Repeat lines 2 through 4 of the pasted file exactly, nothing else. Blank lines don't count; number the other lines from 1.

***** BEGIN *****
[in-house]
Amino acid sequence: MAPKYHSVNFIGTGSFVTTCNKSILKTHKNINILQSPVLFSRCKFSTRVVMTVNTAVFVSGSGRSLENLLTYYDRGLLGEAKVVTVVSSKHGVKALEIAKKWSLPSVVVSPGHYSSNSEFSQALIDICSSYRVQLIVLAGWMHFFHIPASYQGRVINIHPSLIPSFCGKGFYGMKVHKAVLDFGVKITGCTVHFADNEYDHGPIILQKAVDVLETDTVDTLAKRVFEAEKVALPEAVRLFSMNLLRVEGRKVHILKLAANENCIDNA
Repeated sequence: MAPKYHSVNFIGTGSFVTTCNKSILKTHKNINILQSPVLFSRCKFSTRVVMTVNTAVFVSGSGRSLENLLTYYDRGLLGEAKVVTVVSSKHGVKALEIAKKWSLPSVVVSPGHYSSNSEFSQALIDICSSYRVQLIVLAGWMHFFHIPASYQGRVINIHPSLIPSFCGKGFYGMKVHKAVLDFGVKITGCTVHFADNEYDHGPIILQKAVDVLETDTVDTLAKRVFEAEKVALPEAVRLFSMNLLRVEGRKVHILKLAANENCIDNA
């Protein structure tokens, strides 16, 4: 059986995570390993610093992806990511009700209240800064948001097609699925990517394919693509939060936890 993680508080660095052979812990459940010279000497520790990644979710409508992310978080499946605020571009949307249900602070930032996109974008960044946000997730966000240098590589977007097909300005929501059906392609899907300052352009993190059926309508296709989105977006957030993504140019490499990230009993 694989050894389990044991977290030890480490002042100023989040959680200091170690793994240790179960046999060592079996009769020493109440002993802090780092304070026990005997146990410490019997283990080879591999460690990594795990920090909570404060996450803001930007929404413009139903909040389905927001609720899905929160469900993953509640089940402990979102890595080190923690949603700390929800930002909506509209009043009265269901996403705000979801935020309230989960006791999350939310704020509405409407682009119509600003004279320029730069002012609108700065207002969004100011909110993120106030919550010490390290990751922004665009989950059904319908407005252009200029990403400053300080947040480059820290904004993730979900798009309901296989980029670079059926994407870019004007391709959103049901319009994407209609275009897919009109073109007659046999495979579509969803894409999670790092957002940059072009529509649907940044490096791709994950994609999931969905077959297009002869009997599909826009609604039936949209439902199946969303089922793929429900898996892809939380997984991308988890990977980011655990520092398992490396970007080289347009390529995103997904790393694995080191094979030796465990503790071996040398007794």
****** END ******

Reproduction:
Amino acid sequence: MAPKYHSVNFIGTGSFVTTCNKSILKTHKNINILQSPVLFSRCKFSTRVVMTVNTAVFVSGSGRSLENLLTYYDRGLLGEAKVVTVVSSKHGVKALEIAKKWSLPSVVVSPGHYSSNSEFSQALIDICSSYRVQLIVLAGWMHFFHIPASYQGRVINIHPSLIPSFCGKGFYGMKVHKAVLDFGVKITGCTVHFADNEYDHGPIILQKAVDVLETDTVDTLAKRVFEAEKVALPEAVRLFSMNLLRVEGRKVHILKLAANENCIDNA
Repeated sequence: MAPKYHSVNFIGTGSFVTTCNKSILKTHKNINILQSPVLFSRCKFSTRVVMTVNTAVFVSGSGRSLENLLTYYDRGLLGEAKVVTVVSSKHGVKALEIAKKWSLPSVVVSPGHYSSNSEFSQALIDICSSYRVQLIVLAGWMHFFHIPASYQGRVINIHPSLIPSFCGKGFYGMKVHKAVLDFGVKITGCTVHFADNEYDHGPIILQKAVDVLETDTVDTLAKRVFEAEKVALPEAVRLFSMNLLRVEGRKVHILKLAANENCIDNA
């Protein structure tokens, strides 16, 4: 059986995570390993610093992806990511009700209240800064948001097609699925990517394919693509939060936890 993680508080660095052979812990459940010279000497520790990644979710409508992310978080499946605020571009949307249900602070930032996109974008960044946000997730966000240098590589977007097909300005929501059906392609899907300052352009993190059926309508296709989105977006957030993504140019490499990230009993 694989050894389990044991977290030890480490002042100023989040959680200091170690793994240790179960046999060592079996009769020493109440002993802090780092304070026990005997146990410490019997283990080879591999460690990594795990920090909570404060996450803001930007929404413009139903909040389905927001609720899905929160469900993953509640089940402990979102890595080190923690949603700390929800930002909506509209009043009265269901996403705000979801935020309230989960006791999350939310704020509405409407682009119509600003004279320029730069002012609108700065207002969004100011909110993120106030919550010490390290990751922004665009989950059904319908407005252009200029990403400053300080947040480059820290904004993730979900798009309901296989980029670079059926994407870019004007391709959103049901319009994407209609275009897919009109073109007659046999495979579509969803894409999670790092957002940059072009529509649907940044490096791709994950994609999931969905077959297009002869009997599909826009609604039936949209439902199946969303089922793929429900898996892809939380997984991308988890990977980011655990520092398992490396970007080289347009390529995103997904790393694995080191094979030796465990503790071996040398007794």